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An aerial view of the proposed layout of the nine “oculi” forming a pavilion on Governors Island.

Faculty team wins NYC sustainable design competition

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Rebecca Valli

The “Oculi” installation as seen in this artist’s rendering features repurposed metal grain silos and interior colors mimicking the daytime sky.

A collaborative exhibition project created by four faculty members will be installed on Governors Island in New York City this summer after winning the 2018 City of Dreams design competition.

“Oculi,” a pavilion crafted from reused grain silos, was created by assistant professor of architecture Aleksandr Mergold, B.Arch. ’00, and his design practice with Jason Austin, B.Arch. ’00, Austin+Mergold (A+M); along with associate professor of art Maria Park, civil and environmental engineering professor Chris Earls and Scott Hughes, principal at Silman Structural Engineers and a visiting lecturer at AAP NYC.

City of Dreams focuses on the future of a world facing depleted economic and natural resources, and promotes architecture and design with sustainability in mind. The competition requires entrants to consider the environmental impact of a design from construction to demolition.

Named for the shape of its dominant material, “Oculi” will repurpose several circular metal grain bins, remnants of the American agro-industrial age. The bins will be procured from upstate New York and central Pennsylvania and brought to the city, establishing a visual connection between urban and rural modes of living. A field of elevated “oculi” will frame unobstructed views of the sky and track the path of the sun.

The finished pavilion will be a place for people to meet, learn about arts programs on the island, and experience how art interacts with its historical context.

Mergold said the project was ideal for A+M, a landscape and design practice that makes an effort to work with existing materials, products, techniques and knowledge from the 20th-century heyday of American manufacturing; and stresses using what is widely available but often in disuse, rather than new, virgin materials and resources.

“We had been thinking about these grain bins for some time now,” he said. “It is probably one of the only successful American building systems designed for disassembly, first patented at the turn of the 20th century and now very much underutilized. Some time ago we designed a housing unit (House-in-a-Can) that would use a standard grain bin – an homage to the work of R. Buckminster Fuller and his early versions of the Dymaxion house.” The “Oculi” project also will inform the continuing work on the housing unit, he said.

Hughes was enlisted for his practical experience. “I reached out to him, knowing that this could be an interesting and highly unusual project from the standpoint of construction and implementation,” Mergold said. They have previously teamed on projects for the 2016 Cornell Council for the Arts Biennial.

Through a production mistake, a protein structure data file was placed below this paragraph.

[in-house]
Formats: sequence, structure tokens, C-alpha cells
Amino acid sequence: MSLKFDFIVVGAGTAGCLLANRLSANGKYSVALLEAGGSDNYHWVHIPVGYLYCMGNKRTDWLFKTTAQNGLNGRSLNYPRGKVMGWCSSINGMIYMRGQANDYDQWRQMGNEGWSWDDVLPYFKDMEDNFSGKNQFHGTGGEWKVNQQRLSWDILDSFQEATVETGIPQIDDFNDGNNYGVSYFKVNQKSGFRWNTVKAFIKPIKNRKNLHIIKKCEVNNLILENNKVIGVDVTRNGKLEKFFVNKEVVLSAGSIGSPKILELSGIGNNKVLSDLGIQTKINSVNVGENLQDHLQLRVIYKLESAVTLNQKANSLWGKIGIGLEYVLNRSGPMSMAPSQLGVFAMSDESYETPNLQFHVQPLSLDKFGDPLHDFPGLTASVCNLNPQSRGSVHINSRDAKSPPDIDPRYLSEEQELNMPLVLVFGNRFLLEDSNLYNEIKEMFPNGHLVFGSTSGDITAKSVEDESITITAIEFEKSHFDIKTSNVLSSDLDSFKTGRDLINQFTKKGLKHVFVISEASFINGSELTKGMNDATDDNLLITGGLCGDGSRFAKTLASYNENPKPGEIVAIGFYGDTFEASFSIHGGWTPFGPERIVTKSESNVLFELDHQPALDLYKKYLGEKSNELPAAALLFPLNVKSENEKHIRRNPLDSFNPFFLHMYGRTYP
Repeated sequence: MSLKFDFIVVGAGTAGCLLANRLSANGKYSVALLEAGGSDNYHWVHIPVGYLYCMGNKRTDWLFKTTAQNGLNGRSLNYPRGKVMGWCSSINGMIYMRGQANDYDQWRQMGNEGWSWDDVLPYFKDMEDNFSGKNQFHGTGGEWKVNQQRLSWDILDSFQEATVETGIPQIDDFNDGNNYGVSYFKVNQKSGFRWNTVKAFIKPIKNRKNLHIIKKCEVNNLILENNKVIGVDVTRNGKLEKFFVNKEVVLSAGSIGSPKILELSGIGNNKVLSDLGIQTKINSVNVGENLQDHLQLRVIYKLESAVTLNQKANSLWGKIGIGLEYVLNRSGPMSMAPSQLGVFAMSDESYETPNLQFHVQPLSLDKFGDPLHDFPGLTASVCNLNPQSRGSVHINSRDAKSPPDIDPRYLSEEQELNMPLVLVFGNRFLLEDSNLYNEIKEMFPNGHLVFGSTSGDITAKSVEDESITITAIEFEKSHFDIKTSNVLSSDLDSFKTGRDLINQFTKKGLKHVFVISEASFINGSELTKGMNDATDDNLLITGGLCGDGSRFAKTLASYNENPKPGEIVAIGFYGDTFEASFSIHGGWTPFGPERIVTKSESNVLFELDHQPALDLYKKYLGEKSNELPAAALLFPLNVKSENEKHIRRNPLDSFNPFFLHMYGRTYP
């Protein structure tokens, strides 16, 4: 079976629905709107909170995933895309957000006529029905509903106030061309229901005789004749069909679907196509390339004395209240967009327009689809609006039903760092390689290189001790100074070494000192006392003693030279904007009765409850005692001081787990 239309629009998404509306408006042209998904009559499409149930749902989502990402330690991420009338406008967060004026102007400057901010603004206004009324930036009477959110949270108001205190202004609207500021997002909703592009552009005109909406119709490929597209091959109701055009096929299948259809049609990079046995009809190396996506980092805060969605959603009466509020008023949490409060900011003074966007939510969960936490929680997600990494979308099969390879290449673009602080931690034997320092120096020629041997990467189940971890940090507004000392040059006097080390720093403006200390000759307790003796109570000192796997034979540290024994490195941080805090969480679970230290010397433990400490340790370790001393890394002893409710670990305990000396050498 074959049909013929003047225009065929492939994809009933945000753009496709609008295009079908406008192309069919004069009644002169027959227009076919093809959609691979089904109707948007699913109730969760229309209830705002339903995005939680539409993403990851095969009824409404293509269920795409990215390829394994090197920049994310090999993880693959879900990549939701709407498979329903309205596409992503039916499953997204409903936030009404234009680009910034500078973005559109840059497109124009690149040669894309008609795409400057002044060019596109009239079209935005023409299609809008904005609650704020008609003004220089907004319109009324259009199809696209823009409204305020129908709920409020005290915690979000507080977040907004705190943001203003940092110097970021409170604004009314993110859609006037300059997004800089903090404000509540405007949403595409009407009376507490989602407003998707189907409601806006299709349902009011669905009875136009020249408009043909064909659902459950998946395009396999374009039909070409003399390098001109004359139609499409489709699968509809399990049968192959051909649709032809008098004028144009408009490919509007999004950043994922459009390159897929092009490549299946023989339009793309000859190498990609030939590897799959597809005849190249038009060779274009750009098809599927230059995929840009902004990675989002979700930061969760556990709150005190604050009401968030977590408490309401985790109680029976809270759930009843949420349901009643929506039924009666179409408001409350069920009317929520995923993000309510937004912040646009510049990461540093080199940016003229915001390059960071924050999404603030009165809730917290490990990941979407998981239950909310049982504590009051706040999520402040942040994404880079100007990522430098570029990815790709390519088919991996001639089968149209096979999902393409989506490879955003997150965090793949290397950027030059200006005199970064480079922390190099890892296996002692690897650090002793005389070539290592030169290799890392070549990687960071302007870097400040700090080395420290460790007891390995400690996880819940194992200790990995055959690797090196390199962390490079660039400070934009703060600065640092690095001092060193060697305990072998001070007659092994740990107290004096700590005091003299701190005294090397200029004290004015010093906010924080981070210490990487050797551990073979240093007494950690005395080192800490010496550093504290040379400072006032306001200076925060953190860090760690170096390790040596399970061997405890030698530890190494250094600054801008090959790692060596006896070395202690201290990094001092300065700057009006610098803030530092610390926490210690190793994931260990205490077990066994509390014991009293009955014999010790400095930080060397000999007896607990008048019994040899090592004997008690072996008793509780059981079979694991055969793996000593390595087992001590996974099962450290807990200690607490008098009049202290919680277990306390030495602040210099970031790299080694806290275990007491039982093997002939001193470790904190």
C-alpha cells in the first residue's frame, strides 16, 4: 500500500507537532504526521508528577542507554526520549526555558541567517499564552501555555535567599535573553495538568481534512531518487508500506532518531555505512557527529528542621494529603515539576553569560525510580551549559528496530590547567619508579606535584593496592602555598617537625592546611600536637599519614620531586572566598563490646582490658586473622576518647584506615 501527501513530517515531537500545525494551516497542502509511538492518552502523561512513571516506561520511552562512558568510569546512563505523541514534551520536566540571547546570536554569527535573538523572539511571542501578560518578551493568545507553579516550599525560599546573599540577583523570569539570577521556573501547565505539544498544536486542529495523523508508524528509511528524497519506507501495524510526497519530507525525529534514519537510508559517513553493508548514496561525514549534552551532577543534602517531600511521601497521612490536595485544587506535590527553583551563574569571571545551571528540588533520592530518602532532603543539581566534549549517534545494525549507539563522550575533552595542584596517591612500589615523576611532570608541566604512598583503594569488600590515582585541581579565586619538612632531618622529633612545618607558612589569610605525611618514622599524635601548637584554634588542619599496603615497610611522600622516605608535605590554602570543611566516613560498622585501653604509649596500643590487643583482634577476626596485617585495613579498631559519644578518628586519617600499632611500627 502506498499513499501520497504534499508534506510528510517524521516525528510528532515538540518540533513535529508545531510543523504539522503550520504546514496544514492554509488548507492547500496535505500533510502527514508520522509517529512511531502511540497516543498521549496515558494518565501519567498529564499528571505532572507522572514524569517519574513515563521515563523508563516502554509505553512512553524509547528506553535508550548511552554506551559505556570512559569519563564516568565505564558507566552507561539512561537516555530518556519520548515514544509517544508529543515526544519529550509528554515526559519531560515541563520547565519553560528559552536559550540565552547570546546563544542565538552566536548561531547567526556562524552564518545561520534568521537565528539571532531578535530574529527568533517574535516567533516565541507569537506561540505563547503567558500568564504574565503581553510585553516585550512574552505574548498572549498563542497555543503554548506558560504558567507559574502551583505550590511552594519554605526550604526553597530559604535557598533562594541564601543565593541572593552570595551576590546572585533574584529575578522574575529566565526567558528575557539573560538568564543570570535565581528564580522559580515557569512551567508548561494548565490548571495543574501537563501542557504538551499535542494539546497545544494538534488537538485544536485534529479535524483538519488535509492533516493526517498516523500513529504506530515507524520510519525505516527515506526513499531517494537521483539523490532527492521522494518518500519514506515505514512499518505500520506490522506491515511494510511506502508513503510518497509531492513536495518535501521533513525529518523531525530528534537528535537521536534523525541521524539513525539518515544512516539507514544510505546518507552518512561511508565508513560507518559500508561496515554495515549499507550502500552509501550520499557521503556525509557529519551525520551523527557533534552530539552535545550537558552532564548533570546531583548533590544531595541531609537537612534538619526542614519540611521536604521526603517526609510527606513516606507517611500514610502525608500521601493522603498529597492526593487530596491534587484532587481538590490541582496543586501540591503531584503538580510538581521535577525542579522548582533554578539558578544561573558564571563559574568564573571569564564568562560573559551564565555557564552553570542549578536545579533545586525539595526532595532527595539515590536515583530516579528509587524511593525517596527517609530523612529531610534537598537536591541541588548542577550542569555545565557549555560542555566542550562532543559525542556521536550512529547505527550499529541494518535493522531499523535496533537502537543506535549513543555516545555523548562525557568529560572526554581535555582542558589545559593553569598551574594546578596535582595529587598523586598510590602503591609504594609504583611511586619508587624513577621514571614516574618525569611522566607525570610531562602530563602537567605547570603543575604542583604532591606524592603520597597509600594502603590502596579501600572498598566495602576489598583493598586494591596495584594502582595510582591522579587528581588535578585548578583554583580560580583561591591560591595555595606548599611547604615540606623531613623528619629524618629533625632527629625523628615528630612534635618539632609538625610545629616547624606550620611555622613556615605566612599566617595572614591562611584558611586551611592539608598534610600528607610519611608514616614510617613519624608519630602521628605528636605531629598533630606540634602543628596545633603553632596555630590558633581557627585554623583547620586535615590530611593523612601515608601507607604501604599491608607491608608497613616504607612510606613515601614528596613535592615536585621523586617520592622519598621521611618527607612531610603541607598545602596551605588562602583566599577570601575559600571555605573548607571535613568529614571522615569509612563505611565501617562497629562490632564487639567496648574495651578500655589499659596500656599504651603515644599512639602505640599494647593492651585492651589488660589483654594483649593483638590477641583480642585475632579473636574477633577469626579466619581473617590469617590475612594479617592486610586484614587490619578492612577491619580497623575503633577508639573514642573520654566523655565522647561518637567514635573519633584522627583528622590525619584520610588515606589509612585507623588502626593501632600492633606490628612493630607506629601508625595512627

Grain bins reclaimed from upstate New York and central Pennsylvania are the installation’s main material, and connect urban and rural, upstate and downstate.

Since “Oculi” would be highly experimental as a structure, Mergold sought a collaborator in the College of Engineering. A friend in the college recommended Earls, who was enthusiastic; he said his work will focus on “suitable forms that at once respect the architectural intent and function favorably at the site of installation on Governors Island.”

The project was also an ideal fit for Park, whose art practice includes serial paintings and site-specific installations. She recently completed “Sight Plan,” a 150-foot mural in San Francisco created for the construction fence at the new Chinatown Central Subway Station.

“I had seen some of her work and knew she did murals,” Mergold said. “And there I was with nine ‘rooms’ on my hands, and I knew that I couldn’t just paint them different colors. I needed an idea, and I needed an artist.”

Park proposed covering the inside of the silos with subtle variations of the daytime sky color, so that visitors might move from one to the next in anticipation of finding themselves under one that matched a particular day or time. “As the de/reconstructed grain bins mark awareness of a different time and place, the viewer’s involvement with [the bins] also indicates a different kind of purpose or sense in movement,” Park said.

Following the deinstallation of “Oculi” in late 2018, A+M is looking to partner with a housing organization to reconstruct the bins as an experimental housing cluster in central New York.

The City of Dreams competition is hosted by FIGMENT, the Emerging New York Architects Committee of the American Institute of Architects New York Chapter, and the Structural Engineers Association of New York.

Rebecca Bowes is assistant director of communications at the College of Architecture, Art and Planning.


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